In retrospect, this issue is a travesty of reason and simply a case of police harassment of opposition political party leaders. It was the perfect evidence of the unnecessary batrachomyomachia (silly altercation) from State agents that individuals in this country frequently face.

My verdict - The police were unlawful.

Pax vobiscum.

Wednesday, June 3, 2015

And Mulusa wept

"When you are sorrowful look again in your heart, and you shall see that in truth you are weeping for that which has been your delight.”
-  Kahlil Gibran.

SATURDAY, May 9, 2015 or there about. Lucky Mulusa’s posse drove into Ngabwe district, Central province. The whole spectacle was reminiscent of John Wayne riding into a new western country frontier town. I can imagine Mulusa sitting low in his brand new shining government vehicle, dreaming of the welcome he would get. Healthy looking school children with flags lining the neat tarmac road into the town; civil servants in double breasted suits ordered from Oxendales, eagerly waiting at the new district offices; and, a raised podium where he will deliver his speech. I further imagine Mulusa going over his speech, how he will walk up the steps to greet the District Commissioner and what jest he will utter to reduce the tension. There surely was going to be tension. After all Mulusa is a simile of the inspector general in that classic satirical play, Government Inspector, by Nikolai Gogol.

But unlike in the Government Inspector, there will be no Bobchinsky and Dobchinsky, rushing to inform the District Commissioner and his officials that they have seen the government inspector staying at the local inn.

Mulusa will enter the town in grand style! It’s a new town after all and he has to savour it first. There was no way Mulusa could not dream all this. After all, Michael Sata had said, let there be a Ngabwe district. And abracadabra, there was Ngabwe district!

But lo and behold! Mulusa entered Ngabwe and he wept. There was no new district called Ngabwe. Instead, he stumbled upon a district and a people living in Shaka Zulu times!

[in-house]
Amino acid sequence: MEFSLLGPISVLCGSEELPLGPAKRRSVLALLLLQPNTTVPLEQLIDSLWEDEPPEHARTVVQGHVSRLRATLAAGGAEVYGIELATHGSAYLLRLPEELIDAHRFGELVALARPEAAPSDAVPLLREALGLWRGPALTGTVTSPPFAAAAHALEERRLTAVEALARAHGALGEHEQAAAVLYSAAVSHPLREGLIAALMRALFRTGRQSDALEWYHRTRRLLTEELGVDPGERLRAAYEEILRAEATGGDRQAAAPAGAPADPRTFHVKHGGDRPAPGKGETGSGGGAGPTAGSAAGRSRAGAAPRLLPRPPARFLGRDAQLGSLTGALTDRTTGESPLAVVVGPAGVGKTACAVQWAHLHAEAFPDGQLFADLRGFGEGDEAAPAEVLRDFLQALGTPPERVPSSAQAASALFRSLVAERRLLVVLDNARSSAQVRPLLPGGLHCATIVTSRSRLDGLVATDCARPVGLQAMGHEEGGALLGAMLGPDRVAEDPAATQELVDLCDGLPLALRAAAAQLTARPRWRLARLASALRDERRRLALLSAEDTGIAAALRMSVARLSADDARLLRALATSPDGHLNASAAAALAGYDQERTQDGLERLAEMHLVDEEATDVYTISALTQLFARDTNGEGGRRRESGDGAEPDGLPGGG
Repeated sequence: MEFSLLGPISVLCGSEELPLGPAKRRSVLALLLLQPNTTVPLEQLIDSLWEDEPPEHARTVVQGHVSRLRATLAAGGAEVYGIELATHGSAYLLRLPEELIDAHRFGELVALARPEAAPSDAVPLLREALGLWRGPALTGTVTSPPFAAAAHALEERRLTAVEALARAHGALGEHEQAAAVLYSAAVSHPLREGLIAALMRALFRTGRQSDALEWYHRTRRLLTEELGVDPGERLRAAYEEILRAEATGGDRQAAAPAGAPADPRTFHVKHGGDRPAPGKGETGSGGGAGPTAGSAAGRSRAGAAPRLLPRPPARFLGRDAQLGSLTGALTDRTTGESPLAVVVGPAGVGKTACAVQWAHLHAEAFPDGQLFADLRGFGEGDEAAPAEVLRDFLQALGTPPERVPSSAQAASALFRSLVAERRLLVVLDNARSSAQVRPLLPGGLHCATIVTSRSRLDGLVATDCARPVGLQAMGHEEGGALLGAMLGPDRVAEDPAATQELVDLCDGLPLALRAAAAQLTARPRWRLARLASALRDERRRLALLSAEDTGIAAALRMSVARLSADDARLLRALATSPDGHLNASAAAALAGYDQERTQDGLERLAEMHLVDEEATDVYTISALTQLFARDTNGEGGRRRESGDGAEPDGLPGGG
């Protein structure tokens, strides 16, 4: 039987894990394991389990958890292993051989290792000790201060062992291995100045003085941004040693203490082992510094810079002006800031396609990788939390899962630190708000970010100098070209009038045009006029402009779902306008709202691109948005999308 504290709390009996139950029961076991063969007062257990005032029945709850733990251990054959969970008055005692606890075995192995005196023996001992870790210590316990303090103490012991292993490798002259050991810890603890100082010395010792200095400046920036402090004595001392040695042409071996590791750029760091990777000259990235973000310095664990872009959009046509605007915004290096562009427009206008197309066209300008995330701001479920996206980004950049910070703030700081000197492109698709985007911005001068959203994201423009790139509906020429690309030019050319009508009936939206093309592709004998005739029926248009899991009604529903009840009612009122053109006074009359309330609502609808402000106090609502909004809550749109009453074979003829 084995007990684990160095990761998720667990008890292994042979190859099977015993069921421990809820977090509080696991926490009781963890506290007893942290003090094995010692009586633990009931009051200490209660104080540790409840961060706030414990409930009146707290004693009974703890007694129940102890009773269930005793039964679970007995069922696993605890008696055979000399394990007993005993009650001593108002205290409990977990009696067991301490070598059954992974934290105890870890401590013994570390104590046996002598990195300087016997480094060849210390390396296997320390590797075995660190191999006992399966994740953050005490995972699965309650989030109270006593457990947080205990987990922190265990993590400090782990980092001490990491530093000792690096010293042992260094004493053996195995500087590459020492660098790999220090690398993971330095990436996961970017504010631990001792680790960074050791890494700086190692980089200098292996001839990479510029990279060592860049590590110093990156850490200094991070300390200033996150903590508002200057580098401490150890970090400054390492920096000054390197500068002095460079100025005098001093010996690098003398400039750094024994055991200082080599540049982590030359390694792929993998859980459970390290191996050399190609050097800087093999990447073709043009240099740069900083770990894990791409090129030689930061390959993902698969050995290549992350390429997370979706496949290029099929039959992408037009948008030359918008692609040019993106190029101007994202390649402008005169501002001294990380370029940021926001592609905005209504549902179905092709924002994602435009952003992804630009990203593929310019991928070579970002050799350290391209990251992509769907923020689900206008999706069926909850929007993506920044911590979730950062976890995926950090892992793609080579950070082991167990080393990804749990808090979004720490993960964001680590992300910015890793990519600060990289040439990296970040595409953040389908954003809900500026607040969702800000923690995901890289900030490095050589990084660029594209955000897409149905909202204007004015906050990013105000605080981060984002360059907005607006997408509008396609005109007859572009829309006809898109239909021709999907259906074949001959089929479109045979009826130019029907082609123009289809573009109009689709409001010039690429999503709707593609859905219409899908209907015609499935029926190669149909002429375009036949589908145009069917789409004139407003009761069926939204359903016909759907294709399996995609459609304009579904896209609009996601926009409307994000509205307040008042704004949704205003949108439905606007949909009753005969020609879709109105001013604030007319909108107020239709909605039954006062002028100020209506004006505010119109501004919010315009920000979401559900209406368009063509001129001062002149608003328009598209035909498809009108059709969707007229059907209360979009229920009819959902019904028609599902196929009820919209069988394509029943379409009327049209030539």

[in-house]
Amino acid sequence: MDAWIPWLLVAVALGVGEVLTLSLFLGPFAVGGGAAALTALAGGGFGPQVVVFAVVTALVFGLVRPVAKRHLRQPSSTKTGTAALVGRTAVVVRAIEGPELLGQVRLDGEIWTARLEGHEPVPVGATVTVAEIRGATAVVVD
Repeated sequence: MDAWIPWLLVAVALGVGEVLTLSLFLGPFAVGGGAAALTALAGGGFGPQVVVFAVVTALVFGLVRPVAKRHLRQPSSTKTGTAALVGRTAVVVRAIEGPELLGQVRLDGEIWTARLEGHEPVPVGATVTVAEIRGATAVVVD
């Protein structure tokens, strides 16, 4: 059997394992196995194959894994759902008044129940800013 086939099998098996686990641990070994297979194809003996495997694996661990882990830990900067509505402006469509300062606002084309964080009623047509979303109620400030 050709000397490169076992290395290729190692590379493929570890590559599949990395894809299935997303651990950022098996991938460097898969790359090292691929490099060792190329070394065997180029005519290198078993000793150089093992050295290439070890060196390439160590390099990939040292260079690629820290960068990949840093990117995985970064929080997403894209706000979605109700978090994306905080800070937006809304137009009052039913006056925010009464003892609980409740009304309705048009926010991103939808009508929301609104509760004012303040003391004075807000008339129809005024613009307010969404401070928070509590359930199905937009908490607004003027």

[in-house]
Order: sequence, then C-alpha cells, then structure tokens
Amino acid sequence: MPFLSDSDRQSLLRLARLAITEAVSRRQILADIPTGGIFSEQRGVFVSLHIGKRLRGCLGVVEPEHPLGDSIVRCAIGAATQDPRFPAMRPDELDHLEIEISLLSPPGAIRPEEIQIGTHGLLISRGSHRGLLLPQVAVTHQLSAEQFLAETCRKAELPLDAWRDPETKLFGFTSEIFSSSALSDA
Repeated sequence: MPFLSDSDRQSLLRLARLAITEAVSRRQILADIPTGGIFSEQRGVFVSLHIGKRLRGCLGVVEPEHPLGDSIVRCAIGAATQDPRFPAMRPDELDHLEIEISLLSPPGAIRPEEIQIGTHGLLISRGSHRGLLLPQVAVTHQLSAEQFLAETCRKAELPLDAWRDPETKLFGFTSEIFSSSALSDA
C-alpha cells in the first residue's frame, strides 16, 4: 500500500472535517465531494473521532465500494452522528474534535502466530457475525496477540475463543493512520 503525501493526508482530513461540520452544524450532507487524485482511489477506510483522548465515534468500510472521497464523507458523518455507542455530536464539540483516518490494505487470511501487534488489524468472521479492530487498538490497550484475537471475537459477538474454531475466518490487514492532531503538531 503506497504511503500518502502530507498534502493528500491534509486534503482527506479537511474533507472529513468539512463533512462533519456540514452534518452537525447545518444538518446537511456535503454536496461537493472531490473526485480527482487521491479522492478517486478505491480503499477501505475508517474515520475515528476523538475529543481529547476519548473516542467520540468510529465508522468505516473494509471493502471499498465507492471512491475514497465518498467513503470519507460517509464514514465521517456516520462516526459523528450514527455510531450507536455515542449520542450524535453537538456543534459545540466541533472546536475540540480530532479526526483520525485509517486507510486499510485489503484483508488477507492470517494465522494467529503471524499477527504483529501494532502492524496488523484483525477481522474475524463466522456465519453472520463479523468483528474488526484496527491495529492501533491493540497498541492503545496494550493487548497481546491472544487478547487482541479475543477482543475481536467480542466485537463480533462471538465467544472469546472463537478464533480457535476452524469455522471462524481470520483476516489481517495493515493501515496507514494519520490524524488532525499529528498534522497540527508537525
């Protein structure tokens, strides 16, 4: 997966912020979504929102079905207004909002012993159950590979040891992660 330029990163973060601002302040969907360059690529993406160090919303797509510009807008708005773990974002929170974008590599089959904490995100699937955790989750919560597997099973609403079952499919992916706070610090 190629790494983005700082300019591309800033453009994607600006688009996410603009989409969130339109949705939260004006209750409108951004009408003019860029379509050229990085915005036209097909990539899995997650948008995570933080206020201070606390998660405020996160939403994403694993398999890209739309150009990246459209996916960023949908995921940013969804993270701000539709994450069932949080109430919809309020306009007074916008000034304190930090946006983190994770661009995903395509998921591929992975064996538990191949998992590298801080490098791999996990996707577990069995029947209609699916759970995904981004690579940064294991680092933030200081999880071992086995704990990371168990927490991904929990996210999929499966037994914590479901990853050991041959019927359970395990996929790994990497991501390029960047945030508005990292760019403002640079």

The question then is, why did Lucky Mulusa weep? Did he weep because of doubt about a truth he observed? That “abracadabra, and there was Ngabwe district” was a lie? Or did he weep because the reality he observed was surreal, to the extent that he was ashamed? We may never know the answer until we ask him, but the latter seems more likely.

Mulusa knew there was no Ngabwe. For him to have expected the contrary is foolery. And this is why.

On August 24, 2014 in a blog article titled, Be responsible voters, never be cheated again, Mulusa writes: “It is strange why the PF in its governance chose to adopt political methods that have been proven through scientific and social studies, that such methodology of governance makes development less likely. The PF from inception lied to the people about its 90 day deliverables…. As if to ensure that development should never be delivered to the people, the party adopted undemocratic and bad governance characteristics[1].

He further observes that: “Both the PF and those that voted for the party are guilty of the calamity that has befallen our land. May be an appreciation of our challenges, would make us more responsible voters who in future, should get concerned, be responsible voters and refuse to be misled again!”

In another article, Mulusa writes: “Future generations will wonder how such an educated, experienced and exposed generation failed to take advantage of a wealth of mineral resource endowment, rich soils and great tourism potential. They will wonder why they were born in a country whose fore fathers left it in a mess several years after the dawn of civilisation – boy we will be cursed.[2].

Clearly, Mulusa wept because he was ashamed. Guilty. He even wrote about it. Sic.

Perhaps, we should thank Mulusa for weeping? After all, when he shed tears over Ngabwe, we later read that government has disbursed 24 million kwacha for the construction of a district administration block and staff houses.

In hindsight, we can’t thank him. We do not want him to go and weep over Sioma, Nkeyema, Luano, Shiwang’andu, etc. He will surely run out of tears. I, for one, wouldn’t want that for my good friend.

But let us not deceive ourselves, it is not only Lucky Mulusa’s shame or guilt, it is our shame and guilt too.

Over fifty years after political independence, us the privileged - The ones who have never known the hardships of open defecation, the hardships of walking long miles to a health centre; and indeed, the hardships of watching our children die of curable diseases, choreograph our lives like that that is how all Zambians live.

Mulusa carries the shame of our governance irresponsibility. Like Mulusa wrote in 2014, our political governance choices are tragically becoming an incarnation of the unthinking. This, we need to free ourselves from.